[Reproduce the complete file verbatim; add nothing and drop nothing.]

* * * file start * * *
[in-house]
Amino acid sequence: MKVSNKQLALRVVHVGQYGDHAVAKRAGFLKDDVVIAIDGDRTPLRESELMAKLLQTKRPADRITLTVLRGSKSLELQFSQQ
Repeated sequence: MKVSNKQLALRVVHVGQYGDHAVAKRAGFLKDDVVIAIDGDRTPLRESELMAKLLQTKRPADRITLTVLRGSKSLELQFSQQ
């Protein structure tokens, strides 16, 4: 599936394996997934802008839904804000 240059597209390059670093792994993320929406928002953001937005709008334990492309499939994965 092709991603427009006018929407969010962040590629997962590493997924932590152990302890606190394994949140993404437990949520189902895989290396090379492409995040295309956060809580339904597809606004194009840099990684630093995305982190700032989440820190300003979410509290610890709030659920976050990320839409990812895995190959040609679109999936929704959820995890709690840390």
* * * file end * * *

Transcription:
[in-house]
Amino acid sequence: MKVSNKQLALRVVHVGQYGDHAVAKRAGFLKDDVVIAIDGDRTPLRESELMAKLLQTKRPADRITLTVLRGSKSLELQFSQQ
Repeated sequence: MKVSNKQLALRVVHVGQYGDHAVAKRAGFLKDDVVIAIDGDRTPLRESELMAKLLQTKRPADRITLTVLRGSKSLELQFSQQ
């Protein structure tokens, strides 16, 4: 599936394996997934802008839904804000 240059597209390059670093792994993320929406928002953001937005709008334990492309499939994965 092709991603427009006018929407969010962040590629997962590493997924932590152990302890606190394994949140993404437990949520189902895989290396090379492409995040295309956060809580339904597809606004194009840099990684630093995305982190700032989440820190300003979410509290610890709030659920976050990320839409990812895995190959040609679109999936929704959820995890709690840390």